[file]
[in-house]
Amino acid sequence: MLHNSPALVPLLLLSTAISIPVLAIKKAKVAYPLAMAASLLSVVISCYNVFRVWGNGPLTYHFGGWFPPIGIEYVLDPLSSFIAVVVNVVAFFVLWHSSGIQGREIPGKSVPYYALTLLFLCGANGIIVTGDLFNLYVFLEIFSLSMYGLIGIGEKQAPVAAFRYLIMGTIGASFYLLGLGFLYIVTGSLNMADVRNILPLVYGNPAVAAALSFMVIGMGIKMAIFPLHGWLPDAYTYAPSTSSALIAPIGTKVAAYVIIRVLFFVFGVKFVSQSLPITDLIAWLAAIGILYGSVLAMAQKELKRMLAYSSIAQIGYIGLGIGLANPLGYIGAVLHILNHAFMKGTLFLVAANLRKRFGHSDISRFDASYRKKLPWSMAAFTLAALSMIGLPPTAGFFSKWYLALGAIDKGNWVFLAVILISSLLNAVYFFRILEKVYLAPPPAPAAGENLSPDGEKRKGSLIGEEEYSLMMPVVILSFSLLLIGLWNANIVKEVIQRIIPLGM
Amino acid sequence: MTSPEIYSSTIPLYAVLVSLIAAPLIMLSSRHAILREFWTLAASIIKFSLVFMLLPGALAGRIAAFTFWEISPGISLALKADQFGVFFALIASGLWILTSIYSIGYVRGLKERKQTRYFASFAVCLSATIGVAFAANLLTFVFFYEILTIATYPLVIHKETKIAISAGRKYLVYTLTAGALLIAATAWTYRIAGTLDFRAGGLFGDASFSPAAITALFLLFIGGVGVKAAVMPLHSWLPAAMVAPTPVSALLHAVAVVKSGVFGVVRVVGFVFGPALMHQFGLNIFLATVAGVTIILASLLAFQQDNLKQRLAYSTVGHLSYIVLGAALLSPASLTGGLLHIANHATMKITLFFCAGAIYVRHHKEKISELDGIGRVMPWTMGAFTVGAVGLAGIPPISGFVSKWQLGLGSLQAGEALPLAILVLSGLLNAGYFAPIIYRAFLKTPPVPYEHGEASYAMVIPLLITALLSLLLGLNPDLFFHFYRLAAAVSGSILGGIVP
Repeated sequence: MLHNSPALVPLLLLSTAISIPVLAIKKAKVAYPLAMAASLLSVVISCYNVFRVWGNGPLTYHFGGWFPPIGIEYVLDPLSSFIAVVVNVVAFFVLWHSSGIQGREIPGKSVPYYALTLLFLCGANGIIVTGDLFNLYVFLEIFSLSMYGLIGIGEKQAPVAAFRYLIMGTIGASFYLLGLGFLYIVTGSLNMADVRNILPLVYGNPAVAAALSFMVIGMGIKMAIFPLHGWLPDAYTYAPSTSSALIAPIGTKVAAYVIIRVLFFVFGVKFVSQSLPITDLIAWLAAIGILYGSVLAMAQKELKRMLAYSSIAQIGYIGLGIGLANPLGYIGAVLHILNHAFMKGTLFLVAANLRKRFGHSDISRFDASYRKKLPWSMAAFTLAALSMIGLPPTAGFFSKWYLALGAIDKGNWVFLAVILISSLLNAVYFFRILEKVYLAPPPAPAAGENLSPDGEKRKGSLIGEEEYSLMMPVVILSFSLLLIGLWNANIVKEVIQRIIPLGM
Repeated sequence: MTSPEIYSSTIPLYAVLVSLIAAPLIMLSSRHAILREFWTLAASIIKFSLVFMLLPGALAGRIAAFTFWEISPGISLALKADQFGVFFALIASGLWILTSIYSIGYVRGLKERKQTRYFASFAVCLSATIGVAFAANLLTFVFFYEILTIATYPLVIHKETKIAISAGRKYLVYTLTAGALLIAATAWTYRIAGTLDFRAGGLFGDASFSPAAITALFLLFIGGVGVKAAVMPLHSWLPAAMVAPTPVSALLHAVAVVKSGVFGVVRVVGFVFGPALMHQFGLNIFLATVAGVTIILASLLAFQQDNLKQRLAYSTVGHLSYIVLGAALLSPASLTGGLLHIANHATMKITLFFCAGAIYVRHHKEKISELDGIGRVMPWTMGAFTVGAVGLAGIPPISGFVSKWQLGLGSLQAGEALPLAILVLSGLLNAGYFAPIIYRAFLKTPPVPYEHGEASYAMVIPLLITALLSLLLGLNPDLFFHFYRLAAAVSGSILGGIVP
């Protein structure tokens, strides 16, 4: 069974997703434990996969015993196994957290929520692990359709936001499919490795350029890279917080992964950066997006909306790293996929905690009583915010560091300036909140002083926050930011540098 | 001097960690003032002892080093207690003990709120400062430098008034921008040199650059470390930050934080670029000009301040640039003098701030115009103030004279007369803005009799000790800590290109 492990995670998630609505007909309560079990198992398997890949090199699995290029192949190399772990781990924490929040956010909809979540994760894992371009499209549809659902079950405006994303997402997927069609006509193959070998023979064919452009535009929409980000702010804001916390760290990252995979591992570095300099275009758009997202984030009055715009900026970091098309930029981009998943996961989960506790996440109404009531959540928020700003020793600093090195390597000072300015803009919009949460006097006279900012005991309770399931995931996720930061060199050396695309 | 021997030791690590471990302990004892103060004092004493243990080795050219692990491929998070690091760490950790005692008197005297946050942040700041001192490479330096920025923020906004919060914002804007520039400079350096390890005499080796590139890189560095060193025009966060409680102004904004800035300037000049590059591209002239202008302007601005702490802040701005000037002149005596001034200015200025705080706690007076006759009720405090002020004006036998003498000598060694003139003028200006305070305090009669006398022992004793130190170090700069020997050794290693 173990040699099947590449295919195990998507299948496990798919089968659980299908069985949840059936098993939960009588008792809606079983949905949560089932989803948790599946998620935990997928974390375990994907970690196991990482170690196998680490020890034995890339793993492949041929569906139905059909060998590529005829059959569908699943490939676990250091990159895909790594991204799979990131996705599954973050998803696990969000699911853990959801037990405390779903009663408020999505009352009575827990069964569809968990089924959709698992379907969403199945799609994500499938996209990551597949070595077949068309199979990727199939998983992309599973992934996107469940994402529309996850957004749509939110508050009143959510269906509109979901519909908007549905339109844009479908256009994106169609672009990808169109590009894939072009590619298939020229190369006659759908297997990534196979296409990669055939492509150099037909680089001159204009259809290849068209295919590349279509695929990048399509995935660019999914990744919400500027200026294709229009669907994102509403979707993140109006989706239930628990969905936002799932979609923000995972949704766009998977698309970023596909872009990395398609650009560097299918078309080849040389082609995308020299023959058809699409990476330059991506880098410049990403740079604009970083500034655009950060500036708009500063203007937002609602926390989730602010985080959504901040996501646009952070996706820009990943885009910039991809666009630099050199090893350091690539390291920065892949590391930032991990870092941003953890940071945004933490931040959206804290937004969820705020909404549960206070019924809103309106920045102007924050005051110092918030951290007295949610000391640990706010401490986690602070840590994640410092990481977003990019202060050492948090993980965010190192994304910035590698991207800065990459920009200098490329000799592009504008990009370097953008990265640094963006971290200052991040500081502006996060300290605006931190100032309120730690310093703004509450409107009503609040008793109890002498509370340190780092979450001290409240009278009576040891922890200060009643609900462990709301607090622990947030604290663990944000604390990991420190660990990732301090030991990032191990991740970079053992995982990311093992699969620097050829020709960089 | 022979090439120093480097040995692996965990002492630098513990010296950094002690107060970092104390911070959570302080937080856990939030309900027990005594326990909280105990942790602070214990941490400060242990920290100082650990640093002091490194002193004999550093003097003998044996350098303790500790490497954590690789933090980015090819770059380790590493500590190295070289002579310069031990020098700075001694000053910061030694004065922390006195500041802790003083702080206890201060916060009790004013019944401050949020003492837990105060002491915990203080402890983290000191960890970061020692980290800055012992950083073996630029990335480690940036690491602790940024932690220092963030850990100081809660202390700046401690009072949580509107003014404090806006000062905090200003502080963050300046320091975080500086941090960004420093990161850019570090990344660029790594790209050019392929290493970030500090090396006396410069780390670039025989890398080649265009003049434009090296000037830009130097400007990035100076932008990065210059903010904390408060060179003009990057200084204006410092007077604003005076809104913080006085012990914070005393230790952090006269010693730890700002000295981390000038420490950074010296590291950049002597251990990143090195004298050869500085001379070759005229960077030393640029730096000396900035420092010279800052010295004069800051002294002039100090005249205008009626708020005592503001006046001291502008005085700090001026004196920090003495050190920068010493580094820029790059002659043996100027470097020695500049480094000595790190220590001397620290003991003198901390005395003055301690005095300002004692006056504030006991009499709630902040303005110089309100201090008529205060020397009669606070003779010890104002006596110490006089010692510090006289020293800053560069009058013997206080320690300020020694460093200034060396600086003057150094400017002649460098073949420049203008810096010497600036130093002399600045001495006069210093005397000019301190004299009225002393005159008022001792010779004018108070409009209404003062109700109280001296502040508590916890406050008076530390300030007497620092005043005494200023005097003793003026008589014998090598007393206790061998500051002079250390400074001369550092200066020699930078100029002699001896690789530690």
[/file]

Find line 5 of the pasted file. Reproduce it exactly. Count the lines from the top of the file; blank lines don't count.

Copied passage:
Repeated sequence: MTSPEIYSSTIPLYAVLVSLIAAPLIMLSSRHAILREFWTLAASIIKFSLVFMLLPGALAGRIAAFTFWEISPGISLALKADQFGVFFALIASGLWILTSIYSIGYVRGLKERKQTRYFASFAVCLSATIGVAFAANLLTFVFFYEILTIATYPLVIHKETKIAISAGRKYLVYTLTAGALLIAATAWTYRIAGTLDFRAGGLFGDASFSPAAITALFLLFIGGVGVKAAVMPLHSWLPAAMVAPTPVSALLHAVAVVKSGVFGVVRVVGFVFGPALMHQFGLNIFLATVAGVTIILASLLAFQQDNLKQRLAYSTVGHLSYIVLGAALLSPASLTGGLLHIANHATMKITLFFCAGAIYVRHHKEKISELDGIGRVMPWTMGAFTVGAVGLAGIPPISGFVSKWQLGLGSLQAGEALPLAILVLSGLLNAGYFAPIIYRAFLKTPPVPYEHGEASYAMVIPLLITALLSLLLGLNPDLFFHFYRLAAAVSGSILGGIVP